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Trade Liberalisation Benefits to EU Member States. By Cordula Thum
Jul 20, 2002

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  • Comment Board

    There are several factors that explain the relative large gains for the EU.

    Firstly, agriculture is currently rather highly protected in the EU and liberalization in this area could provide important benefits for EU consumers.

    Secondly, EU producers of industrial products would stand to make gains from improved access to foreign markets, especially in developing countries, where they currently face relatively high trade barriers. One important difference between the EU and the U.S. is that, because of NAFTA, the latter already conducts a much larger share of its trade on a relatively free basis. This means that, in relative terms, the impact of further multilateral liberalization on the degree of access to foreign markets is likely to be more important for the EU than for the U.S. In absolute terms, the U.S. will have the greatest benefits from liberalizing the service sector (US$150 billion), less benefits in manufacturing (US$31.3 billion), whereby the EU has significant gains in the manufacturing sector (US$63.6 billion).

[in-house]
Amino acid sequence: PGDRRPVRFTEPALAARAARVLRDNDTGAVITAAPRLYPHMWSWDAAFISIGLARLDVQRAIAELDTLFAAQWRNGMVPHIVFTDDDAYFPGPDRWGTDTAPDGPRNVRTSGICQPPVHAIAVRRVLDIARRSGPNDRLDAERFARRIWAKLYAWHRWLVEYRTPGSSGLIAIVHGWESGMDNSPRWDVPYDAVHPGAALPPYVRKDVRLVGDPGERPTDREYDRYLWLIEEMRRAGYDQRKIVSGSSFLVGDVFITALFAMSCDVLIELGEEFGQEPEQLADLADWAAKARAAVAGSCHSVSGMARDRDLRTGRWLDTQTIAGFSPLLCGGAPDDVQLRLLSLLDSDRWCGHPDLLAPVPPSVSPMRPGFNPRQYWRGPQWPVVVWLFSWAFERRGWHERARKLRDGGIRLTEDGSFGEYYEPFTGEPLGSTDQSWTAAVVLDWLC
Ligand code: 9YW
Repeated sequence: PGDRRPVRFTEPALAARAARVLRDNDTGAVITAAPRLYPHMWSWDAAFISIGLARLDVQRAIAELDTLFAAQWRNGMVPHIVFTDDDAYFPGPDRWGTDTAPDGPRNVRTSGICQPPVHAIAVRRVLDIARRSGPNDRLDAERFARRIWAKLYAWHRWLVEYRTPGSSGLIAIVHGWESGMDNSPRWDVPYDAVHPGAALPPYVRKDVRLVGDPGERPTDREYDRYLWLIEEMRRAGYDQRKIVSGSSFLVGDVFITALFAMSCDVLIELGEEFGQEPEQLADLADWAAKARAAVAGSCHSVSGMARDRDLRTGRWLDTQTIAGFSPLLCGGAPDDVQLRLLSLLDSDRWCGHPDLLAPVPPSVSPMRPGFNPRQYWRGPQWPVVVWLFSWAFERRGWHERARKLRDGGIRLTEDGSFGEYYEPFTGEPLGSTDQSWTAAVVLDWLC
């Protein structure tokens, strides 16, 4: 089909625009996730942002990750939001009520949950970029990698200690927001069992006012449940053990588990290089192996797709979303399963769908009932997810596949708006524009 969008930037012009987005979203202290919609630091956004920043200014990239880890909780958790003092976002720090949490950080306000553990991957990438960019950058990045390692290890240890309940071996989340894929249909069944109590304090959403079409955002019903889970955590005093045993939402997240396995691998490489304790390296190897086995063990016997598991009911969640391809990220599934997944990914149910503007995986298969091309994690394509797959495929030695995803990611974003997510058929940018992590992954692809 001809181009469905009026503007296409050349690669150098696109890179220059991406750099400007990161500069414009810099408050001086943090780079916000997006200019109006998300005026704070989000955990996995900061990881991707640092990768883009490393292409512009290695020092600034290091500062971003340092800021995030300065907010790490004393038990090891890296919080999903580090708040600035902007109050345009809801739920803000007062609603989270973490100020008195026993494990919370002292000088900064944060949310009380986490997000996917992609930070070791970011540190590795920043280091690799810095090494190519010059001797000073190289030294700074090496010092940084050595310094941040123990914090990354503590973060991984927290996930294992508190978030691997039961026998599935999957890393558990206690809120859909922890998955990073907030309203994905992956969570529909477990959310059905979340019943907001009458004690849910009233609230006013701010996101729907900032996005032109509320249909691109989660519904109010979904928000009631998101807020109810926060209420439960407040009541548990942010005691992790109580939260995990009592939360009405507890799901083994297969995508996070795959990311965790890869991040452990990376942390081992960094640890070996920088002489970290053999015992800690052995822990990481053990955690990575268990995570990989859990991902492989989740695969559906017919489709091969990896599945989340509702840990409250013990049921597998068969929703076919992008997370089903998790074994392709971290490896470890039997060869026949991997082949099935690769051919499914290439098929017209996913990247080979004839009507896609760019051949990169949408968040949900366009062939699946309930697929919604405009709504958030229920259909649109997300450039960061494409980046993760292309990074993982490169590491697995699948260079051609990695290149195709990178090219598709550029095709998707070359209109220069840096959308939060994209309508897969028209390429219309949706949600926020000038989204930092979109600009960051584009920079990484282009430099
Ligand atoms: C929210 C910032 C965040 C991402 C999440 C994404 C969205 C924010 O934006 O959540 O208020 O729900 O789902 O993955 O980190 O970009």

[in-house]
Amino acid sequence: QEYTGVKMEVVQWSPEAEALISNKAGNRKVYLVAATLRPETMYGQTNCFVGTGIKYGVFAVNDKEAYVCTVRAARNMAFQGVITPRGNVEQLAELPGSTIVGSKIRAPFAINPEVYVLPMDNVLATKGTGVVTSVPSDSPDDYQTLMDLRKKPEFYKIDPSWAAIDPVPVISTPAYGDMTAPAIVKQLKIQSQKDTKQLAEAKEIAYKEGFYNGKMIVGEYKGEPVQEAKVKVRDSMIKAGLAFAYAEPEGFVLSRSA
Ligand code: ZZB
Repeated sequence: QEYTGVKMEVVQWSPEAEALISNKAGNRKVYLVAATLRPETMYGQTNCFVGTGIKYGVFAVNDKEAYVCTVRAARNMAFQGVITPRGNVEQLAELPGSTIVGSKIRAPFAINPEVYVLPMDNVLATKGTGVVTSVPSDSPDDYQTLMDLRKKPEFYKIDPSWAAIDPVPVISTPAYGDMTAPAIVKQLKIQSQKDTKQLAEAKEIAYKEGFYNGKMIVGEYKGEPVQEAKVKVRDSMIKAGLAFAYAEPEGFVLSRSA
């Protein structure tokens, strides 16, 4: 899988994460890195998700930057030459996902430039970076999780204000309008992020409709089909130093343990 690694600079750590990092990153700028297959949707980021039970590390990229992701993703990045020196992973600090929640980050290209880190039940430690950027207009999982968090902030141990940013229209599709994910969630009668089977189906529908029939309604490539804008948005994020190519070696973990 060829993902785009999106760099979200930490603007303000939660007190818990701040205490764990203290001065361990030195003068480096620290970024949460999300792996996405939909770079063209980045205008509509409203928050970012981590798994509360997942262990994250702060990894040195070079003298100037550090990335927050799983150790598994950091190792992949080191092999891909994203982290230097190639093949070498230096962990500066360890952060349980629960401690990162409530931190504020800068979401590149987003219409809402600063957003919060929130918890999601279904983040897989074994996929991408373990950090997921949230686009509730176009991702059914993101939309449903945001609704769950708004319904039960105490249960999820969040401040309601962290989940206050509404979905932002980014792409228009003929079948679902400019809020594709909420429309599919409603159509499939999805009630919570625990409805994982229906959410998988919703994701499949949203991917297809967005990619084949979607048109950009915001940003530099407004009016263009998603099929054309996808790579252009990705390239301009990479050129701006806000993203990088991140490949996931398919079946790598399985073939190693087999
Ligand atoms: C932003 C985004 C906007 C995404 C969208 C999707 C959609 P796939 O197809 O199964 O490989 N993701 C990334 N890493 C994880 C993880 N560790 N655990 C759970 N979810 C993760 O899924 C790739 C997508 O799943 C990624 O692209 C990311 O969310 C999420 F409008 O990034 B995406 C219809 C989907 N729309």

Thirdly, given that the EU is the world’s largest exporter of commercial services, and given also the high share of services in EU GDP (accounting for over 70% of GDP), it is hardly surprising that the simulations suggest that the EU stands to make large gains in the service sector (US$103.4 billion).

    However, it is important to stress the fact that the prediction of potentially large welfare gains for the EU derives mainly from its current pattern of protection. An important general equilibrium effect of EU liberalization will therefore arise from the incentive for resources to move out of relatively highly protected sectors and into sectors in which the EU has a comparative advantage or which benefit from scale economies (see box 1). With further liberalization, EU services sector would be in a relatively stronger position to expand and take advantage of improved access to foreign markets.

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